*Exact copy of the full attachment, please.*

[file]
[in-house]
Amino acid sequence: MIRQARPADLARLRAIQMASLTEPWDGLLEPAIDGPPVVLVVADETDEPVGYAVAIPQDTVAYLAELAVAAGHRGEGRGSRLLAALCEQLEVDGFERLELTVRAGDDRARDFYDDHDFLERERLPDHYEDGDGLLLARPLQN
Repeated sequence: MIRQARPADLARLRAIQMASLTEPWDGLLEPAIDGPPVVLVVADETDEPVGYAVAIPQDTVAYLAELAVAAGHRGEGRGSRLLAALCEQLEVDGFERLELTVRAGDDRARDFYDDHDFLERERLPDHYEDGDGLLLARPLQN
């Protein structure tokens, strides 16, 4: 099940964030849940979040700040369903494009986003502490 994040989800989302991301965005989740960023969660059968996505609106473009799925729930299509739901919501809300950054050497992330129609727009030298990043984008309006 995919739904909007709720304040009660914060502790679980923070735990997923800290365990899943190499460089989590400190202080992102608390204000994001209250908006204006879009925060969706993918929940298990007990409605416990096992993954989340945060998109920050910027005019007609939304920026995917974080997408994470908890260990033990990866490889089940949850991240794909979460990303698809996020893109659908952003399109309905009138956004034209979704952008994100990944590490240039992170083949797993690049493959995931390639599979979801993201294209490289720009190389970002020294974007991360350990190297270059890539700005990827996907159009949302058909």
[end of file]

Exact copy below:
[in-house]
Amino acid sequence: MIRQARPADLARLRAIQMASLTEPWDGLLEPAIDGPPVVLVVADETDEPVGYAVAIPQDTVAYLAELAVAAGHRGEGRGSRLLAALCEQLEVDGFERLELTVRAGDDRARDFYDDHDFLERERLPDHYEDGDGLLLARPLQN
Repeated sequence: MIRQARPADLARLRAIQMASLTEPWDGLLEPAIDGPPVVLVVADETDEPVGYAVAIPQDTVAYLAELAVAAGHRGEGRGSRLLAALCEQLEVDGFERLELTVRAGDDRARDFYDDHDFLERERLPDHYEDGDGLLLARPLQN
């Protein structure tokens, strides 16, 4: 099940964030849940979040700040369903494009986003502490 994040989800989302991301965005989740960023969660059968996505609106473009799925729930299509739901919501809300950054050497992330129609727009030298990043984008309006 995919739904909007709720304040009660914060502790679980923070735990997923800290365990899943190499460089989590400190202080992102608390204000994001209250908006204006879009925060969706993918929940298990007990409605416990096992993954989340945060998109920050910027005019007609939304920026995917974080997408994470908890260990033990990866490889089940949850991240794909979460990303698809996020893109659908952003399109309905009138956004034209979704952008994100990944590490240039992170083949797993690049493959995931390639599979979801993201294209490289720009190389970002020294974007991360350990190297270059890539700005990827996907159009949302058909």